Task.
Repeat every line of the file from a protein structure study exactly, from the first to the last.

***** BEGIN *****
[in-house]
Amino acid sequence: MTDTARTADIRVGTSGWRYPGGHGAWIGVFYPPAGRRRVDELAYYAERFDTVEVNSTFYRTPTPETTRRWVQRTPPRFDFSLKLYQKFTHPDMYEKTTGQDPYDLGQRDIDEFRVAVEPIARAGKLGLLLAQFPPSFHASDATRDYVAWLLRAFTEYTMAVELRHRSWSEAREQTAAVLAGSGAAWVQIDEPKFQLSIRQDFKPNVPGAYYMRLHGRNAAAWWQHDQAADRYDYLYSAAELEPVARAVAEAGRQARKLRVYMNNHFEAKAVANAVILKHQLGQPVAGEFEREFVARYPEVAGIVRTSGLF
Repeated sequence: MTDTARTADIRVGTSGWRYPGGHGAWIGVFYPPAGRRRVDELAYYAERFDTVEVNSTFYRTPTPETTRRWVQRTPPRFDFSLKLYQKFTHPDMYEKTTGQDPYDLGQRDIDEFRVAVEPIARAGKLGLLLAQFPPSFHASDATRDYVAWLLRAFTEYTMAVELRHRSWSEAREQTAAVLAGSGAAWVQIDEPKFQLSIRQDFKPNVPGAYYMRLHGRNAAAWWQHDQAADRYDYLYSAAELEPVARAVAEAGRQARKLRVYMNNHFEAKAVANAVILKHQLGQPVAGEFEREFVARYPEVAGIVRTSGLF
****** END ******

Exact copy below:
[in-house]
Amino acid sequence: MTDTARTADIRVGTSGWRYPGGHGAWIGVFYPPAGRRRVDELAYYAERFDTVEVNSTFYRTPTPETTRRWVQRTPPRFDFSLKLYQKFTHPDMYEKTTGQDPYDLGQRDIDEFRVAVEPIARAGKLGLLLAQFPPSFHASDATRDYVAWLLRAFTEYTMAVELRHRSWSEAREQTAAVLAGSGAAWVQIDEPKFQLSIRQDFKPNVPGAYYMRLHGRNAAAWWQHDQAADRYDYLYSAAELEPVARAVAEAGRQARKLRVYMNNHFEAKAVANAVILKHQLGQPVAGEFEREFVARYPEVAGIVRTSGLF
Repeated sequence: MTDTARTADIRVGTSGWRYPGGHGAWIGVFYPPAGRRRVDELAYYAERFDTVEVNSTFYRTPTPETTRRWVQRTPPRFDFSLKLYQKFTHPDMYEKTTGQDPYDLGQRDIDEFRVAVEPIARAGKLGLLLAQFPPSFHASDATRDYVAWLLRAFTEYTMAVELRHRSWSEAREQTAAVLAGSGAAWVQIDEPKFQLSIRQDFKPNVPGAYYMRLHGRNAAAWWQHDQAADRYDYLYSAAELEPVARAVAEAGRQARKLRVYMNNHFEAKAVANAVILKHQLGQPVAGEFEREFVARYPEVAGIVRTSGLF